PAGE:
Donna Alward's back for a Thursday Talk Time at the Pink Heart Society where she chats about Taylor Swift, Apple, and the value of content in today's market.
I’m writing this long in advance of my posting date, and for two reasons. One, I’m in New York right now, at the Romance Writers of America conference. It’s Thursday, so my itinerary for the day includes listening to a keynote speaker, attending workshops, and then a few cocktail parties. Each conference I have a “goal”. This year, it’s LEARNING.
The second reason I’m writing this early is because I’m inspired to.
Recently, and I’m sure most of you already know about this, Taylor Swift took on Apple in an open letter criticizing the company’s plan to offer a three month trial period to their new music streaming platform – a period during which royalties would not be paid to the artists.
Her arguments were clear, concise, non-aggressive, and reasonable. Perhaps stronger than words was the fact that she also pulled her album 1989 from the service.
Shortly after, I read an article in the Huffington Post about how the publishing industry needed a Taylor Swift. I was hopeful as I began that article. Unfortunately, the ending made me sigh as it seemed to become more of an “indie vs traditional” argument rather than the consistent devaluing of product.
In that article, Loretta Devon Wilke writes her own mandate at the end, but the problem I see with it is that it’s about indie competing with traditionally published authors and the perception of “free”. The problem with this? The indie author sets his or her own price. Taylor takes on the delivery system, but Wilke takes on the consumer.
I’m not interested in an “indie vs. trad” argument – I’m published both ways and I don’t understand the “us vs. them” mentality. And I was with Wilke right up to the point where she wrote her own bully-pulpit bit. So let’s focus on the parts I really did greet with an Amen sistah:
“What's with the perception that art has little or no value? That artists are somehow obligated to give their work away simply because it's on the Internet and there's that strange, persistent, unsupported "cultural think" that if it's on the Internet it should be free? NO, IT SHOULDN'T!”
WORD. Just. This. Look, I’ve got indie books and I’ve got traditionally published books. One of the downsides of trad is that you can’t do “sales” or promotions; your publisher has control of that distribution. Indie authors can play with price point and find a sweet spot. Know what? The sweet spot of “free” and 99 cents isn’t as effective as it used to be and I say HALLELUJAH. The trouble with the low pricing is that for a while people were making a lot of money with it. And then it became an expectation. But lately I’ve seen more and more indie books priced at 2.99, 3.99, and 4.99.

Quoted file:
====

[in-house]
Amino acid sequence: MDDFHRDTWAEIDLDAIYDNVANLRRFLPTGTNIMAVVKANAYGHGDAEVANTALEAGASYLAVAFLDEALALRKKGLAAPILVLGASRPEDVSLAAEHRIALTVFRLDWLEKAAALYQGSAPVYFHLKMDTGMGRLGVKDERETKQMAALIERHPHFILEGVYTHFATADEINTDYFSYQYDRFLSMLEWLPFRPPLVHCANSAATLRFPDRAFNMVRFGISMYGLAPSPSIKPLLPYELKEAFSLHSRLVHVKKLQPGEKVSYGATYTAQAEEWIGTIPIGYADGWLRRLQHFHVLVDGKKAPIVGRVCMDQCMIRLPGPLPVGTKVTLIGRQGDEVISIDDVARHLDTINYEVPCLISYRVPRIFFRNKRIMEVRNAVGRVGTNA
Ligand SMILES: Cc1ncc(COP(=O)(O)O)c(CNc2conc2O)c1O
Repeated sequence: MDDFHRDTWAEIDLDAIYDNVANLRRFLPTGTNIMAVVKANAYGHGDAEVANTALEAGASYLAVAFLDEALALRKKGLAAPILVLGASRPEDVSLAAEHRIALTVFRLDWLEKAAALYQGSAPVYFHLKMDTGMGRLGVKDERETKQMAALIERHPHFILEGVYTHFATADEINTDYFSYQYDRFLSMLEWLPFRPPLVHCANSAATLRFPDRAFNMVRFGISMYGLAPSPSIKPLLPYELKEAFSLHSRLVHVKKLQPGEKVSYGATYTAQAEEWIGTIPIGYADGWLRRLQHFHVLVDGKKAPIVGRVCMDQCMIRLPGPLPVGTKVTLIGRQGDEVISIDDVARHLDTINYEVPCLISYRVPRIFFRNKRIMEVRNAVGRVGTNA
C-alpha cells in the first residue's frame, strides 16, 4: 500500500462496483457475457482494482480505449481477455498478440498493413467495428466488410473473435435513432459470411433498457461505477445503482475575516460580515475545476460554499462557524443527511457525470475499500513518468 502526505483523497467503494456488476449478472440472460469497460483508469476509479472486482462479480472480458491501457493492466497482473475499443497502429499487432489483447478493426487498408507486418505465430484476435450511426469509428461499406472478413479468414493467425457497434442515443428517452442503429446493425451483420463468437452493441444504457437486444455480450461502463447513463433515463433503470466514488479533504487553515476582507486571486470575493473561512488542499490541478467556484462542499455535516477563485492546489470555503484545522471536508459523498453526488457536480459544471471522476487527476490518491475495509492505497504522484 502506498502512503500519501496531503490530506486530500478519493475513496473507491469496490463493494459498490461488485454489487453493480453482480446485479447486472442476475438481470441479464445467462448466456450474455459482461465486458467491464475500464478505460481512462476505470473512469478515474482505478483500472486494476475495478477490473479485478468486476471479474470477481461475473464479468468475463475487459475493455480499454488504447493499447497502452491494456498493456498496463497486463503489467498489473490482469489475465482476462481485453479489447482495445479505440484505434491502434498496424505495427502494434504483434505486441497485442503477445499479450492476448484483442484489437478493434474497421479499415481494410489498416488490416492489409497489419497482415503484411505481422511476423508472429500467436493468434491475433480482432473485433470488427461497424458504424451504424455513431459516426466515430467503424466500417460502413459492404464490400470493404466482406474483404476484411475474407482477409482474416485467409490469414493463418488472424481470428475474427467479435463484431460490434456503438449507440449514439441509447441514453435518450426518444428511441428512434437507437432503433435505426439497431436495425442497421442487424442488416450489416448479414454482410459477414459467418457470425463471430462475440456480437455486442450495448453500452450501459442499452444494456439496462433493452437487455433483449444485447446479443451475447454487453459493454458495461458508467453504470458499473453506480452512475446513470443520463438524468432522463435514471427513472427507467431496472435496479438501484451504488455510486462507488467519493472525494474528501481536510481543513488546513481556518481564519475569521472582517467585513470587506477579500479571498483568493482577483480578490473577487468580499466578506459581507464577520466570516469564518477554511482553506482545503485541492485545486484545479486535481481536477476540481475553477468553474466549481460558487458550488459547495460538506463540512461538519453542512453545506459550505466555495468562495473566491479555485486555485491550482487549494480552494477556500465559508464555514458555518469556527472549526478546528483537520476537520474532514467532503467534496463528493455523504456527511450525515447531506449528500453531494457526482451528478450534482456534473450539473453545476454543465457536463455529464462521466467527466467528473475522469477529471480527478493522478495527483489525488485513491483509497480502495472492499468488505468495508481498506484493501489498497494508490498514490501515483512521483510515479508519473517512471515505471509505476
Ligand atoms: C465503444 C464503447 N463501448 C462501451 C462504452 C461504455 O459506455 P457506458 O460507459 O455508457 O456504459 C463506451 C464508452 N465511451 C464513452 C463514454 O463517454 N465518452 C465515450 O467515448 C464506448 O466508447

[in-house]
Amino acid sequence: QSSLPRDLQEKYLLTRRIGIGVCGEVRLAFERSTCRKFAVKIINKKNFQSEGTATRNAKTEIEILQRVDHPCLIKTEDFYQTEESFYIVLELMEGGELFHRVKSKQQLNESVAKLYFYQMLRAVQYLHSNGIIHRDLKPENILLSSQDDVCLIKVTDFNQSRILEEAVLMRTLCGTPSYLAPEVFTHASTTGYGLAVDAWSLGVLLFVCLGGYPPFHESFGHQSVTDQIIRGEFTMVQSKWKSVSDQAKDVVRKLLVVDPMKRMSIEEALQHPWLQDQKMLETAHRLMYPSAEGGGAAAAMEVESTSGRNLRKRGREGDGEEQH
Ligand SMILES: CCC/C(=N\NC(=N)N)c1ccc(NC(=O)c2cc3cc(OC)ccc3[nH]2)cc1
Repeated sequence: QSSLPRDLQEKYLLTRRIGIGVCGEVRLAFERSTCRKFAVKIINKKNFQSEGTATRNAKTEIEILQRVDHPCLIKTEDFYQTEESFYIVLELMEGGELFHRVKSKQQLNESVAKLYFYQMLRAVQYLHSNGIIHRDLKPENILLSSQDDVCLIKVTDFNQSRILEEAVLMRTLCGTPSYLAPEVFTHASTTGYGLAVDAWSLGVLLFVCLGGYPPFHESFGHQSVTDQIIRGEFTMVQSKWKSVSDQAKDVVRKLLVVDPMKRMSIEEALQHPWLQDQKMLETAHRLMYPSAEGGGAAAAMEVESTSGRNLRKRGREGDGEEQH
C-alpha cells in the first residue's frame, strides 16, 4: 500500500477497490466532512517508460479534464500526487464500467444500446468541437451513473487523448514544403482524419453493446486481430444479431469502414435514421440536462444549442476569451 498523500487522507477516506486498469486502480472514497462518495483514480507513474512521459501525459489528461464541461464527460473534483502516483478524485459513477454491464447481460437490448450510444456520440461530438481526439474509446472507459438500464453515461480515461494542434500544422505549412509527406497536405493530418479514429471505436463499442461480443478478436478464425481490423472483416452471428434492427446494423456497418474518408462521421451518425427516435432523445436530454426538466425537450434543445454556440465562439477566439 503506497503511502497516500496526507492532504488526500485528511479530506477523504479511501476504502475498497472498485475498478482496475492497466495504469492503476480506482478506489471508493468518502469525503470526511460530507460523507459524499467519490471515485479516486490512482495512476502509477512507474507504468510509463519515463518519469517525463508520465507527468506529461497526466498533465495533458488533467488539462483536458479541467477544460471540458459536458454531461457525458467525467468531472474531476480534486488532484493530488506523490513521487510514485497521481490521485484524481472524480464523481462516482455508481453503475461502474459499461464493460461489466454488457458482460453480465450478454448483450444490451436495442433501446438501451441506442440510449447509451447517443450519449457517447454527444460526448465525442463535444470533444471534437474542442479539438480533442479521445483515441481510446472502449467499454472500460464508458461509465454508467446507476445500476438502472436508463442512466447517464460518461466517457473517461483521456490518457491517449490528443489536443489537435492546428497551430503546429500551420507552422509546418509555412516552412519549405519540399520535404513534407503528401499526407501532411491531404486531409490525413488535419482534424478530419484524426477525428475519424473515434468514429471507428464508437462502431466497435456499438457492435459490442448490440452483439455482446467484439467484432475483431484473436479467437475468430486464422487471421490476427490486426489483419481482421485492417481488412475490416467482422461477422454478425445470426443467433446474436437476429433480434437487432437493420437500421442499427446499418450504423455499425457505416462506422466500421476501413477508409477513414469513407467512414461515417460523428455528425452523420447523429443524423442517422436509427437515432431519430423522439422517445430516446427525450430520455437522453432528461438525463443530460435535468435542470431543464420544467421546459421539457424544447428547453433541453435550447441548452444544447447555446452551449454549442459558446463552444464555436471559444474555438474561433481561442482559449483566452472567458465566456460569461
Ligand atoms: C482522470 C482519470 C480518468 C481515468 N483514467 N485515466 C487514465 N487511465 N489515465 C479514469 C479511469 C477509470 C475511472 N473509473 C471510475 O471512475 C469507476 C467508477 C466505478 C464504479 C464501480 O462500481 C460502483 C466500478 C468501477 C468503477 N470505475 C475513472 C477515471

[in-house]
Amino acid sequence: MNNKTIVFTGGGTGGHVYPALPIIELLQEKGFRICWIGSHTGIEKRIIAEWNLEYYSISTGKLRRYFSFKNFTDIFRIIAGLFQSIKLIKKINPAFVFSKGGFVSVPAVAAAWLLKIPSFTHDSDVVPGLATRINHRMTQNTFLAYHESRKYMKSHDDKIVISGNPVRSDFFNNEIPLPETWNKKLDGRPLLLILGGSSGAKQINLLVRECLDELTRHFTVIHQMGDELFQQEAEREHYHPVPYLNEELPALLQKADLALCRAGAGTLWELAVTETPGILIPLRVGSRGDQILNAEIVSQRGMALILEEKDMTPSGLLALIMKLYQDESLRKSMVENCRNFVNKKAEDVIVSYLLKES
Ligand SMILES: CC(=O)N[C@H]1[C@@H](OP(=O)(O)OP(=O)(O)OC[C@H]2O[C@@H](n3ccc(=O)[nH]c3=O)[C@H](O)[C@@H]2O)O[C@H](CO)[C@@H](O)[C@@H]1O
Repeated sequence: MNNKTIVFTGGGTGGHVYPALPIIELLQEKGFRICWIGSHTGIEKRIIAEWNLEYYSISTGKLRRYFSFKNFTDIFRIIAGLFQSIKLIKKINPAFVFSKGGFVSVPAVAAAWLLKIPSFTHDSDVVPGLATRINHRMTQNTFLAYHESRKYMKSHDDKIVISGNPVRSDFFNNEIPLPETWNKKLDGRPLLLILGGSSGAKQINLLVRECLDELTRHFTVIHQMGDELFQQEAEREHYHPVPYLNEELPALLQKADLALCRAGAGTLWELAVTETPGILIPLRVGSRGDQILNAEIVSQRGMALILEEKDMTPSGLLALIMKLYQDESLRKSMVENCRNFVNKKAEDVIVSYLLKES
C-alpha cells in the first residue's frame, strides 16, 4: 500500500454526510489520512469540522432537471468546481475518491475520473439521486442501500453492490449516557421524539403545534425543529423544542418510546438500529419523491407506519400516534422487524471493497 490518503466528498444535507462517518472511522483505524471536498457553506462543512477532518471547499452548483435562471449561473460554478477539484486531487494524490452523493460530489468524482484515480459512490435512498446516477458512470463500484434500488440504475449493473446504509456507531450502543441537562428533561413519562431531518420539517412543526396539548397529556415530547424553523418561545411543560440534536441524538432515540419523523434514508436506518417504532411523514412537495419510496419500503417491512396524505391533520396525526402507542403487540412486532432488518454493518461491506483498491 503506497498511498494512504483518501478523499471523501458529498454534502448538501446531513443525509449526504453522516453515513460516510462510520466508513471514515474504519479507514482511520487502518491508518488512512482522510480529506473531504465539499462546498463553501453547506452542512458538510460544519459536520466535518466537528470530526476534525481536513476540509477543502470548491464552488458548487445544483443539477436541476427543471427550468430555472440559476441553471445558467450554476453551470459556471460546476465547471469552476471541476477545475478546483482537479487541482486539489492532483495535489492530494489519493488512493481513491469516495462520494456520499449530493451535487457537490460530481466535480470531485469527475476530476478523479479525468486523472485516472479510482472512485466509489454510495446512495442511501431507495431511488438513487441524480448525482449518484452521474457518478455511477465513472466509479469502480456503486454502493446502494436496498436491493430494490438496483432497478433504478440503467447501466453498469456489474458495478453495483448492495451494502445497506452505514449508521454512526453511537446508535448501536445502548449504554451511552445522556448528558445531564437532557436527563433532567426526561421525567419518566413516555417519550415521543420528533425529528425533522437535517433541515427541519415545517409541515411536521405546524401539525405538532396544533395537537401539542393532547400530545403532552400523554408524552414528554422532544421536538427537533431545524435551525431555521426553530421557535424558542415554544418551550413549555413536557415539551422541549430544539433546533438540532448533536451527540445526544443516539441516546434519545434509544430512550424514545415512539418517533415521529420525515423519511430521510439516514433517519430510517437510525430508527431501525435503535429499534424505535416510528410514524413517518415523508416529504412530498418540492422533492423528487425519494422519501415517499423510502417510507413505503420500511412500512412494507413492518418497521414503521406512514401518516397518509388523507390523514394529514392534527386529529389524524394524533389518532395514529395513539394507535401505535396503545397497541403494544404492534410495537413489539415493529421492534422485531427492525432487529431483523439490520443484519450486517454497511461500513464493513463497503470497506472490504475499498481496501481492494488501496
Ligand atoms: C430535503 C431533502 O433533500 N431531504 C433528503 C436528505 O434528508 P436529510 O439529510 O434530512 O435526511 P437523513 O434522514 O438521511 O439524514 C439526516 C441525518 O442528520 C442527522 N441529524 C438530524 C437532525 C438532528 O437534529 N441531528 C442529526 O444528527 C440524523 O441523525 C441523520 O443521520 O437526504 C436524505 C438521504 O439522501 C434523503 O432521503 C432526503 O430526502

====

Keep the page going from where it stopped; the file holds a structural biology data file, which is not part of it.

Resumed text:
My work has value. Even a “short” 50,000 word novel takes me a couple of months to write, revise, get copy edits, and all the other work that goes into finalizing a book for production. Say that book retails for 2.99. That doesn’t even get me a frappucino at Starbucks. Something that takes under 5 minutes to make costs more than something that took me two months to create.
However I choose to publish that book – self-pub or through my publisher – is irrelevant.
It’s the expectation of free that Wilke has a problem with, and it’s encouraged by those in the delivery business. As she says,
“All of these tactics, and others, are designed to benefit the purveyors of that content and the readers of that content, with little consideration for the creators of that content. Which is wrong. And pretty much the exact argument Swift was making to Apple.”
Here’s the thing. I saw a tweet the day after Taylor Swift’s letter saying that it was fantastic that a woman with so much agency in her industry took a stand…let’s face it, if most of us sent someone a nasty gram saying that we were pulling our material, no retailer would bat an eyelid. We would be a blip. It worked for her because someone with clout took a stand. And I don’t see an equivalent of Taylor Swift standing up and pulling books from distributors.
All in all it might seem rather bleak. But I’m hopeful, and for a few reasons. One, I feel like there’s a shift happening where the glut of “free” isn’t working anymore. People want quality and they want to know that what they’re getting is something they’ll enjoy. It’s slow going, turning a boat that size around, but I do get a sense that it’s happening. Instead of “free! Free! Free!” I think there’s a new mood of being more selective.
Two, the music industry tends to lead the way. Changes in the market, delivery systems, etc. really knocked the industry on its ass, but if change starts happening for them, I have hope that it’ll happen for us, too.
Most of all, though, I think as artists we need to collectively stand up and say we’re worth it. What we create has value. Yes, we need to be strategic. But we need to make a living. And I think the last few years have shown that with a few exceptions, writers are making less money than before. And we have families to support.
We’re constantly telling our kids that how we view ourselves dictates how others view us. We need to value ourselves in order for others to value us. The same goes for our work. Until we value it as important and relevant, no one else will either.
The tricky part is holding to that while trying to come up with a sales strategy. I never said it was going to be easy.
Donna's latest release is Nothing Like a Cowboy, part of the NotMy1stRodeo.com trilogy. If you're at RWA this week, you can catch her tomorrow at the Harlequin and St. Martin's book signings.